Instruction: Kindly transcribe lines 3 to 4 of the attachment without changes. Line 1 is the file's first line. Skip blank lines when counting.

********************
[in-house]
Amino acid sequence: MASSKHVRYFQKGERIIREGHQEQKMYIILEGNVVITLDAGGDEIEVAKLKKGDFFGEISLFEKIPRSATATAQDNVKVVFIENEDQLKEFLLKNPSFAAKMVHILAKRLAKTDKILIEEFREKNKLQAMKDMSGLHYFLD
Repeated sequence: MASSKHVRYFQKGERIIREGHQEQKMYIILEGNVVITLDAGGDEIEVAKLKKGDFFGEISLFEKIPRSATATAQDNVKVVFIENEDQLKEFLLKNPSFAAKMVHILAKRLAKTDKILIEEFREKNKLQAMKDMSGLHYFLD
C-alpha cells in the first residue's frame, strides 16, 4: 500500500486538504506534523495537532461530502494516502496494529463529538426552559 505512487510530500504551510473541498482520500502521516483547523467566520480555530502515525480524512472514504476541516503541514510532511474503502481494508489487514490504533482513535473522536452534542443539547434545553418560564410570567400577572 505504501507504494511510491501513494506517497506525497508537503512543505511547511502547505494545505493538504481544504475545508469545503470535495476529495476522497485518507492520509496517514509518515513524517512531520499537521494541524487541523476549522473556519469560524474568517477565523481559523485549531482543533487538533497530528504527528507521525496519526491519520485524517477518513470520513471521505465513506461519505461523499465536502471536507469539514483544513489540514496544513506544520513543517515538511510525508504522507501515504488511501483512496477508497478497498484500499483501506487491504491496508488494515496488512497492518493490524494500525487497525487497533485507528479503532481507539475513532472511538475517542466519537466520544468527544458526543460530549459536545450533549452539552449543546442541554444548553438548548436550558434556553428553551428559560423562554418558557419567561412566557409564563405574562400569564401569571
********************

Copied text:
Repeated sequence: MASSKHVRYFQKGERIIREGHQEQKMYIILEGNVVITLDAGGDEIEVAKLKKGDFFGEISLFEKIPRSATATAQDNVKVVFIENEDQLKEFLLKNPSFAAKMVHILAKRLAKTDKILIEEFREKNKLQAMKDMSGLHYFLD
C-alpha cells in the first residue's frame, strides 16, 4: 500500500486538504506534523495537532461530502494516502496494529463529538426552559 505512487510530500504551510473541498482520500502521516483547523467566520480555530502515525480524512472514504476541516503541514510532511474503502481494508489487514490504533482513535473522536452534542443539547434545553418560564410570567400577572 505504501507504494511510491501513494506517497506525497508537503512543505511547511502547505494545505493538504481544504475545508469545503470535495476529495476522497485518507492520509496517514509518515513524517512531520499537521494541524487541523476549522473556519469560524474568517477565523481559523485549531482543533487538533497530528504527528507521525496519526491519520485524517477518513470520513471521505465513506461519505461523499465536502471536507469539514483544513489540514496544513506544520513543517515538511510525508504522507501515504488511501483512496477508497478497498484500499483501506487491504491496508488494515496488512497492518493490524494500525487497525487497533485507528479503532481507539475513532472511538475517542466519537466520544468527544458526543460530549459536545450533549452539552449543546442541554444548553438548548436550558434556553428553551428559560423562554418558557419567561412566557409564563405574562400569564401569571